5. Traditional midwest industrial workers lost ground as many of their jobs were shipped overseas. 6. "Rustbelt" states of the Ohio Valley angered at federal outlays for Southern and Western states 7. Every president elected since 1964 has come from the Sunbelt. 8. Sunbelt’s representation in Congress has increased significantly. E. The New Immigration 1. Immigration Act of 1965 spawned a flood of immigration from Latin America (especially Mexico) and Asia (esp. Southeast Asia, Korea, and the Philippines) for the next three decades. 2. Estimated undocumented aliens by 1985: 8 million 3. Sunbelt most impacted esp. California, Texas, and Florida; mostly Hispanic immigrants a. By 1990, Hispanics accounted for 25% of population in Texas, Arizona, and California (over 50% of Hispanic population was Mexican) 4. Resentment among native-born Americans resulted in political backlash against immigrants in the 1990s, especially California F. Shift from manufacturing economy to service economy after 1970 1. Large % of manufacturing jobs went overseas due to cheaper labor there. 2. "Stagflation" plagued the U.S. economy in the 1970s during the Ford and Carter administrations. -- Caused by energy crisis, inflationary spending during the 1960s, and a host of other issues (see 1970s chapter) 3. Service industries grew significantly, especially retail. 4. "Information Age" emerged in the 1980s 5. Personal computer revolution hit in 1980s and continued into 21st century -- Internet became widely available to the public in mid-1990s G.1980s saw significant economic growth and low inflation under Ronald Reagan 1. Tax cuts coupled with increased defense spending stimulated the economy but resulted in huge deficits and a tripling of the national debt by 1988. II. Culture A. Leisure a. TV emerged as the most popular entertainment medium in the 1950s replacing radio (TV hit the consumer market in 1947) b. Some movie stars became icons to the younger generation in 1950s: James Dean, Marilyn Monroe B. Rock n’ Roll: derived from African American blues -- Elvis Presley burst on the scene in 1956 as brought rock n' roll to the masses C. Art 1. Abstract expressionism (1950s) a. Artists attempted spontaneous expression of their subjectivity using splattered paint and color field painting. b. Included Jackson Pollock, Willem deKooning, and Mark Rothko. 2. Pop Art in the 1960s a. Andy Warhol -- Drew subjects from elements of popular culture (e.g. advertising, comics, and hamburgers). b. Also, Roy Lichtenstein and Claes Oldenburg (Shuttlecocks). D. The Beat generation (beatniks) -- late 1950s a. Group of young men alienated by 20th-century life. b. Jack Kerouac: On the Road became the "bible" for restless youth c. Other prominent figures included Allen Ginsberg- Howl (1956) d. Emphasized alcohol, drugs, sex, jazz, Buddhism, and a vagabond lifestyle. E. Rise of the "New Left" and "counterculture" 1. Impact of baby boom generation a. 1950 -- 1 million went to college; 1960 -- 4 million b. Raised largely in economic security; 75% of college students came from families with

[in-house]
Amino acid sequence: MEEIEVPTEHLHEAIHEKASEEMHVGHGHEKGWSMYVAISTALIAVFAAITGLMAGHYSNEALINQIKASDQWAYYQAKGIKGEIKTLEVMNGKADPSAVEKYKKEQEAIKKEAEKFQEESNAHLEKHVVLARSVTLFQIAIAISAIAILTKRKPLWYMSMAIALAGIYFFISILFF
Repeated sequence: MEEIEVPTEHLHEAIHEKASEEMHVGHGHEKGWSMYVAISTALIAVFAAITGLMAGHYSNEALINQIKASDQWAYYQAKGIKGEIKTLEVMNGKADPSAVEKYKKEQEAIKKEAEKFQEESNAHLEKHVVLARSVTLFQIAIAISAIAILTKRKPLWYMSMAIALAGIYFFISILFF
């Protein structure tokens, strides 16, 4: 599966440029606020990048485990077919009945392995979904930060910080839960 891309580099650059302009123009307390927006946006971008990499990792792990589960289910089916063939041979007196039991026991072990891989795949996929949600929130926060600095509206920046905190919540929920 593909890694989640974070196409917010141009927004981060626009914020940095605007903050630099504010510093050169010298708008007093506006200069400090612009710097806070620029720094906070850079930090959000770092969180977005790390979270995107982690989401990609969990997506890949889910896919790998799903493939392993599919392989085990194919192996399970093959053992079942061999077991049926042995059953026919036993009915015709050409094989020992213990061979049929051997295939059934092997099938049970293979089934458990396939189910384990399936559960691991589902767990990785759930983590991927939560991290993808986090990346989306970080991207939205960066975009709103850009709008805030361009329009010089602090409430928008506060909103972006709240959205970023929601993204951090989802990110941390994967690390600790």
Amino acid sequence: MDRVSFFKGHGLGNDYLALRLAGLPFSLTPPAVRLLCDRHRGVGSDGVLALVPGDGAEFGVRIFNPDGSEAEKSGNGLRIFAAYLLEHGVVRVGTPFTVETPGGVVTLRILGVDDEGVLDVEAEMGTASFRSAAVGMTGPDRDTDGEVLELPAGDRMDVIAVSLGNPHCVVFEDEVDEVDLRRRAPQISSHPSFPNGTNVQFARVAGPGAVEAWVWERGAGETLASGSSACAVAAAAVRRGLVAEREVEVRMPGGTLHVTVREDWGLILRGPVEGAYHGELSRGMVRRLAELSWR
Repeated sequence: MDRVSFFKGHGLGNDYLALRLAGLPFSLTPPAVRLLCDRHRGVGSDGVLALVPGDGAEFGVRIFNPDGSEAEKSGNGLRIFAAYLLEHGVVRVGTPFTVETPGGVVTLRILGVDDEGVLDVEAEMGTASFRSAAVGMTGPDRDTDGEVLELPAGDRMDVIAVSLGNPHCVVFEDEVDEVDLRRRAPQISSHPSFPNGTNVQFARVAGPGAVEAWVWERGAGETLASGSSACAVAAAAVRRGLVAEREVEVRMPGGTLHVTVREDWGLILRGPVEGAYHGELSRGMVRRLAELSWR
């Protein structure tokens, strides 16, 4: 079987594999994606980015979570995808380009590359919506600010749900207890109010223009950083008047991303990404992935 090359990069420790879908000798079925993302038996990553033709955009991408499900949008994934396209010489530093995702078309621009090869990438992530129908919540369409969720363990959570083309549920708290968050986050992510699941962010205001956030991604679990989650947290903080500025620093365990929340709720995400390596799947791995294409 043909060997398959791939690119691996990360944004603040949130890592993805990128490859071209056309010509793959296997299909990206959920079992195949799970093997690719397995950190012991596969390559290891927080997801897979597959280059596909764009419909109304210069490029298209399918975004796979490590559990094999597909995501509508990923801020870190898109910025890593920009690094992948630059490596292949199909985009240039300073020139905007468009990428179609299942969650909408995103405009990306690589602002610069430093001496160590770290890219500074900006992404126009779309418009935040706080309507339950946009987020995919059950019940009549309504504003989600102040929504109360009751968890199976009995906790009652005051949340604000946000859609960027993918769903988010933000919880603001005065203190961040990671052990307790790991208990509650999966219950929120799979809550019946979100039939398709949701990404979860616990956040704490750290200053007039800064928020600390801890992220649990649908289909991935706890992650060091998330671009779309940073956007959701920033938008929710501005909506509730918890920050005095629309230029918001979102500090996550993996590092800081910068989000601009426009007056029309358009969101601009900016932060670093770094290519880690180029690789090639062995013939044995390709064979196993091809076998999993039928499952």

income above the national average. c. Student protest movement only a minority of student population -- 10-15% 2. New Left a. By mid-1960s majority of Americans were under age 30. b. Universities became perceived as bureaucracies indifferent to student needs. c. Students for a Democratic Society, headed by Tom Hayden called for "participatory democracy." d. Free Speech Movement i. Students at U.C. Berkeley stated sit-ins in 1964 to protest prohibition of political canvassing on campus. ii. Came to emphasize the criticism of the bureaucracy of American society. -- Police broke up a sit-in in December and protests spread to other campuses 3. SDS would become more militant during the Vietnam War. 4. Counterculture a. Like New Left, felt alienated by bureaucracy, materialism, and the Vietnam War. i. Turned away from politics in favor of an alternative society. ii. In many ways, they were heirs of the Beats. b. "Hippies" i. Experimented with Eastern religions, drugs, and sex. ii. Many involved in urban communes e.g. Haight-Ashbury district; others in rural areas. c. Music of the counterculture i. Music: Bob Dylan, Joan Baez, Pete Seeger ii. Beatles became influenced by Americans counterculture iii. Woodstock, August, 1969 -- Featured Joan Baez, Jimi Hendrix, Santana. -- Unrestrained drug use and sex d. By early 1970s, counterculture was shrinking as a result of either its excesses or its members re-entering the mainstream. III. Changes in Society A. The Sexual Revolution (began in early 1960s) 1. Birth control pill and antibiotics encourage freer sexual practices beginning in early 1960s. 2. Challenged traditional values of pre-marital sex as taboo. 3. Gay and Lesbian rights activists emerged in the 1960s and 1970s. 4. AIDS (Acquired Immune Deficiency Syndrome) became an epidemic in the 1980s a. Initially received little attention as earliest victims were gay men and intravenous drug users. b. By end of 1980s, at least 600,000 were infected. B. Breakdown of the family 1. Divorce rates doubled in decade after 1965 2. Proportion of adults living alone tripled between 1950 and 1980. 3. Children born to unmarried mothers -- Whites = 1 out of 6; Hispanics = 1 out of 3; African Americans = 1 out of 2. 4. TVs came to replace many parents as average child watched up to 15,000 hours of TV by age 16. C. Fundamentalist resurgence -- "Religious Right" 1. Born-again Christians began to exert more political influence in late 1970s. 2. "Culture War": Jerry Falwell and the Moral Majority allied with Ronald Reagan during his presidency. 3. Mid-eighties, Pat Robertson emerged as leading figure as head of Christian Coalition D. Civil Rights 1. African American rights movement in the 1950s and 1960s 2. Women's Rights movement in the 1960s 3. Chicanos in the 1960s and 70s 4. Native Americans in the 1970s 5. Gays and lesbians after 1970